The Insane Things Anonymous NFL Executives Are Saying About Michael Sam
The news: An encouraging number of NFL players have expressed their support for Michael Sam, the University of Missouri defensive end who came out publicly as gay on Sunday. Unfortunately, the players don’t decide who goes pro — team scouts and general managers do.
With the NFL draft looming in May, and a media frenzy tracking every development, that decision will rest on two major factors: Sam’s performance at the draft combine later this month, and the willingness of NFL teams to enter what many consider a high-risk situation.
So far, the news has been discouraging.
“Unfortunately, this is a lot more okay in society than it is in lots of locker rooms. Some locker rooms are still stuck in the ’50s.” – NFL scout
“A team with strong leadership at coach and in the locker room … I would imagine, would be okay … But without that strong leadership, I could see it being divisive, and I could see a team saying, ‘We don’t need this.’” – NFL scout
“I don't think football is ready for [an openly gay player] just yet. In the coming decade or two, it's going to be acceptable, but at this point in time it's still a man's-man game. To call somebody a [gay slur] is still so commonplace. It’d chemically imbalance an NFL locker room and meeting room.” – NFL player personnel assistant
“I just know with this going on this is going to drop him down. There’s no question about it. It’s human nature. Do you want to be the team to quote-unquote ‘break that barrier?’” – NFL scout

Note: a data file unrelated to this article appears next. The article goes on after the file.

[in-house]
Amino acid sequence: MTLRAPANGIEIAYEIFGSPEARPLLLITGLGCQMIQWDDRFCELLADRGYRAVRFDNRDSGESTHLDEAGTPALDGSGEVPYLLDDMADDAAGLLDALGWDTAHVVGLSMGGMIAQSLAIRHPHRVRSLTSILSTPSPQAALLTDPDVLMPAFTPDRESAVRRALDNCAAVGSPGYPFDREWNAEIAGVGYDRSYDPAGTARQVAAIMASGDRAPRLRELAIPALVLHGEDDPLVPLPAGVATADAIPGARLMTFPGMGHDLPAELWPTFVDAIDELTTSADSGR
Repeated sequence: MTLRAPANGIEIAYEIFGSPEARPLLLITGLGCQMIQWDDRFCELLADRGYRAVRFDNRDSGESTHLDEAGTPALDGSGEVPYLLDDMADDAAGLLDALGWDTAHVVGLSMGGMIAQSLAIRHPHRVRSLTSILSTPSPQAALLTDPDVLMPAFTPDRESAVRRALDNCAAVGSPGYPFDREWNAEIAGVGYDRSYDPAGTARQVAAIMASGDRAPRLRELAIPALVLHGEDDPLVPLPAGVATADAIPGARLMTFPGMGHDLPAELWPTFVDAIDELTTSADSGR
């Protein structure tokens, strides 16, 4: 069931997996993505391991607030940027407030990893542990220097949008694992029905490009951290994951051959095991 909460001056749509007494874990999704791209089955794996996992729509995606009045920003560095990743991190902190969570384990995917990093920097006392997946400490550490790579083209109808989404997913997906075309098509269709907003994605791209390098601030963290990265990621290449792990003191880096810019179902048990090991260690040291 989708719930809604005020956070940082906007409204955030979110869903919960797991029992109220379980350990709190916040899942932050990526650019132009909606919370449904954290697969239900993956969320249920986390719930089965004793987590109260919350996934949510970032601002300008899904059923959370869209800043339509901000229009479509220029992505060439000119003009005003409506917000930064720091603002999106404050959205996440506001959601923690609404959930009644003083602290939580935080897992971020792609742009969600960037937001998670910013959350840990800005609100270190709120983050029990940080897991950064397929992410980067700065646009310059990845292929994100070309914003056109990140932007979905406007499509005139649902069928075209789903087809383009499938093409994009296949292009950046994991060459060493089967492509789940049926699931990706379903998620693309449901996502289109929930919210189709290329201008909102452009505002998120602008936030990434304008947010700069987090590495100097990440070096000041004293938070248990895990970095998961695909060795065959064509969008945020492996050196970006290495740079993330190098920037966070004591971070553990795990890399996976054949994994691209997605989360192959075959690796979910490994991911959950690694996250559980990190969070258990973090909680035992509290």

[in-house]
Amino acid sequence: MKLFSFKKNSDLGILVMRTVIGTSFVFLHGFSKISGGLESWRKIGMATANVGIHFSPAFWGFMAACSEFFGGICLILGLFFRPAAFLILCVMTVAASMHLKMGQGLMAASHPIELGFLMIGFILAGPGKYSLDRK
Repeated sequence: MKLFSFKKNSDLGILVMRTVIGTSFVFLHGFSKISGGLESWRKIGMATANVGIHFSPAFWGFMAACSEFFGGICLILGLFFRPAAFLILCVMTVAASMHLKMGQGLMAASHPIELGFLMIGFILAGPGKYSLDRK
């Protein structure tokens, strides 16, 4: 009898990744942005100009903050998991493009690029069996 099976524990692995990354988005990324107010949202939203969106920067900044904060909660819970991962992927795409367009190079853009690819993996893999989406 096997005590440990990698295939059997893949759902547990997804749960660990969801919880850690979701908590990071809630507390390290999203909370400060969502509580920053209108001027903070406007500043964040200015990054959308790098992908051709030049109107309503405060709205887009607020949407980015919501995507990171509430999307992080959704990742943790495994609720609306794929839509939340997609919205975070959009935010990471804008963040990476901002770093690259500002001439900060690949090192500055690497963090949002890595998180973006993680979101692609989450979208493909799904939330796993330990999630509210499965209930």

“There are guys in locker rooms that maturity-wise cannot handle it or deal with the thought of that. There's nothing more sensitive than the heartbeat of the locker room. If you knowingly bring someone in there with that sexual orientation, how are the other guys going to deal with it? It's going to be a big distraction. That's the reality. It shouldn't be, but it will be.” – NFL assistant coach
Thanks for raining on the parade, guys. One GM went so far as to suggest Michael Sam might not get drafted at all: “First of all, we don’t think he’s a very good player,” he said. “The reality is he’s an overrated football player in our estimation… He’s not going to get drafted where he thinks he should.” And as for the larger question: “I am sorry to say where we are at this point in time, I think it’s going to affect most locker rooms. A lot of guys will be uncomfortable. Ten years from now, fine. But today, I think being openly gay is a factor in the locker room.”
Most seem especially concerned with how Sam’s presence would impact locker room chemistry. Aside from the incredible lack of faith this shows in players’ capacity for tolerance, it ignores the other “distractions” they’re regularly subjected to. In the long run, for instance, would Sam being gay prove much more distracting than players regularly hurling racial slurs at each other? Plenty of guys were once “uncomfortable” with the idea of black players joining them in the locker room. And we all know how that turned out.
What’s next? The backlash against Michael Sam’s coming out was inevitable, but hopefully the opinions of these 12 scouts and GMs don’t constitute the majority. And even if they do, it’s still possible that someone “risks” drafting this talented, high-character young man regardless of who he loves.
It takes one team to change the face of pro sports forever. When May comes around, we’ll find out which it is.